For the first time ever, real-life trials have shown that sight can be restored to the totally blind, thanks to an electronic retina.
Chris James and Robin Millar were both able to detect light immediately after their operations, and are now beginning to regain useful vision. Their operations were carried out at the Oxford University Hospitals NHS Trust and King’s College Hospital in London.
The 'bionic eyes' were developed by Germany's Retina Implant, which two years ago trialled them in a laboratory setting. The new recipients, though, have a portable device that can be worn in day-to-day life. It's being tested in Germany and China too.
James and Millar suffer from retinitis pigmentosa, an inherited condition that affects around one in every 3,000-4,000 people in Europe. It's a progressive disease, with light-detecting cells in the retina deteriorating over time.
But the new chip aims to replace the lost cells in the retina with 1,500 tiny electronic light detectors. It's implanted below the retina, and delivers electronic signals to the optic nerve and thence the brain. It's attached to a small control device that sits behind the ear.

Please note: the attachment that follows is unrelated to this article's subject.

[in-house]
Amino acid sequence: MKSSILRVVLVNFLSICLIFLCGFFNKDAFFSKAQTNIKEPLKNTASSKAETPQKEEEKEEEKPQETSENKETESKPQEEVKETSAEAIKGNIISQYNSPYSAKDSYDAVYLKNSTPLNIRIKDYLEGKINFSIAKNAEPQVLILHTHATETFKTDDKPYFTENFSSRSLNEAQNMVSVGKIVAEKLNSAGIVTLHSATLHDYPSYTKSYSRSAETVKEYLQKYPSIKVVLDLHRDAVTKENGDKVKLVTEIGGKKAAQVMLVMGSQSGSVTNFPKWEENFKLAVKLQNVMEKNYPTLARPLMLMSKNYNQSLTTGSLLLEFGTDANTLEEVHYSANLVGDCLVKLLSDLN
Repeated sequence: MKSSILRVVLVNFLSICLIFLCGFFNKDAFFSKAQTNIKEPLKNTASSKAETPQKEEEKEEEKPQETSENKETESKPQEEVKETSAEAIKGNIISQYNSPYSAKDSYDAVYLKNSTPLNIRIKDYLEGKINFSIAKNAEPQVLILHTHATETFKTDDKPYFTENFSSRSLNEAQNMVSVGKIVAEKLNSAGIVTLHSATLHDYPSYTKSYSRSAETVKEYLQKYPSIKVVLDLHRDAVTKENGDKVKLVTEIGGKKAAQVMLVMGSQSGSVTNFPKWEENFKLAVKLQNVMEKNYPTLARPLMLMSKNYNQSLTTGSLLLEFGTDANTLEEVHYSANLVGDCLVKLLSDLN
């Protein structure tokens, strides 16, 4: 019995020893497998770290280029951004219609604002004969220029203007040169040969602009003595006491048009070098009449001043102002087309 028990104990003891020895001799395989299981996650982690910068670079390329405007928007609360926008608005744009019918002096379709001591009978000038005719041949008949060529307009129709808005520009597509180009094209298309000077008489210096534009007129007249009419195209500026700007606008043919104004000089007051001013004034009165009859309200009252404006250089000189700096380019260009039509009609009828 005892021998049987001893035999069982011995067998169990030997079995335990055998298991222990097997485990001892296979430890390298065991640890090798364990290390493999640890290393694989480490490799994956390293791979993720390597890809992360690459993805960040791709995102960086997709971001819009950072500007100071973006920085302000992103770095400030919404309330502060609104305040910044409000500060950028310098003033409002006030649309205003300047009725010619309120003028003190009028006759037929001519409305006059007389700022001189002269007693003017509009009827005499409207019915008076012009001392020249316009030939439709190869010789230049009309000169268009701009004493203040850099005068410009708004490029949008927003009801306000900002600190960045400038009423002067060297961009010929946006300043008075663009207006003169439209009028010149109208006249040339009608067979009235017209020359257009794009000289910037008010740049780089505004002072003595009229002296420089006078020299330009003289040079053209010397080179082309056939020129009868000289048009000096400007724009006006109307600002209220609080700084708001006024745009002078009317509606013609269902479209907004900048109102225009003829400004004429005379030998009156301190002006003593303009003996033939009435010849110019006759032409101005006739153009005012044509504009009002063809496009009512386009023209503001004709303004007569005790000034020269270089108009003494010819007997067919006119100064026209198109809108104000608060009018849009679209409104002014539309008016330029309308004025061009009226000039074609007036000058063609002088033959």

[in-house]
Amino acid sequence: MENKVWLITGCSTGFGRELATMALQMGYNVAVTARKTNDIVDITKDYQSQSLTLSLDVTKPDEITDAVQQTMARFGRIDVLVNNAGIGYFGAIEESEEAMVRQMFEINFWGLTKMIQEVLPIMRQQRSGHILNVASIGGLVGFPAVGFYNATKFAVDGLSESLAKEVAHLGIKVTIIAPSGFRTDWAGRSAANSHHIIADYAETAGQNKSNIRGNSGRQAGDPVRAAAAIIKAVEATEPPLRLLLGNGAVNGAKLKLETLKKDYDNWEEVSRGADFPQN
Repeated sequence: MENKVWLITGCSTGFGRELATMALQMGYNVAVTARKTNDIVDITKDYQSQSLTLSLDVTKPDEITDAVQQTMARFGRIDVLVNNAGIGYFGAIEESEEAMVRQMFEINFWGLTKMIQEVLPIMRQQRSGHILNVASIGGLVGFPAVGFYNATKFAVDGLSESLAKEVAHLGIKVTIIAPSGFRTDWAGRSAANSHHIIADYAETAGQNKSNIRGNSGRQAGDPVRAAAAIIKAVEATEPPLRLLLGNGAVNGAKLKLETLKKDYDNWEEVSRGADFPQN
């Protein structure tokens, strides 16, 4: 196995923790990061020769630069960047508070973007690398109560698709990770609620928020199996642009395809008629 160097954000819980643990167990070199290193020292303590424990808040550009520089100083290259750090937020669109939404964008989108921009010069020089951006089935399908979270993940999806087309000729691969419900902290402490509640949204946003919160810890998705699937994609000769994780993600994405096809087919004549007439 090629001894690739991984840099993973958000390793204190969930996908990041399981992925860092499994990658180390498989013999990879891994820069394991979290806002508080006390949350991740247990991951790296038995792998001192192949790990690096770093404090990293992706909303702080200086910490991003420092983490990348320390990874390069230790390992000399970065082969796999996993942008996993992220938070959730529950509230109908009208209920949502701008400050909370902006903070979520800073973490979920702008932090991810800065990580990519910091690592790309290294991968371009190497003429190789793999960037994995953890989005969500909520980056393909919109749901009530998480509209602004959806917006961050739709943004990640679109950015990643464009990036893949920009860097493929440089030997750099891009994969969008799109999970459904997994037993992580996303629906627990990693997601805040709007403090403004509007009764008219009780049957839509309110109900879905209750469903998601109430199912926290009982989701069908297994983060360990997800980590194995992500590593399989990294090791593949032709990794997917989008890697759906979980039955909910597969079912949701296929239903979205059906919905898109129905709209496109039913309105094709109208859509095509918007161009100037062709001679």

"What makes this unique is that all functions of the retina are integrated into the chip. It has 1,500 light sensing diodes and small electrodes that stimulate the overlying nerves to create a pixellated image," says Robert MacLaren, professor of ophthalmology at the University of Oxford, who led tyhe surgical.
"Apart from a hearing aid-like device behind the ear, you would not know a patient had one implanted."
Chris James, 54, was left completely blind in his left eye in 2003, after years of deteriorating eyesight. His right retained the ability to detect strong lights.
But with the new implant in his left eye, he's now able to recognise a plate on a table and other basic shapes - and his vision is continuing to improve.
"I’m still getting used to the feedback the chip provides, and it will take some time to make sense of this," he says.
The electronic retina could become a standard treatment for patients with retinitis pigmentosa, says Professor Maclaren.
But, he warns: "The device is not suitable at present for age-related macular degeneration, but advanced cases may benefit from it in future. It is not suitable for diseases that affect the optic nerve, such as glaucoma."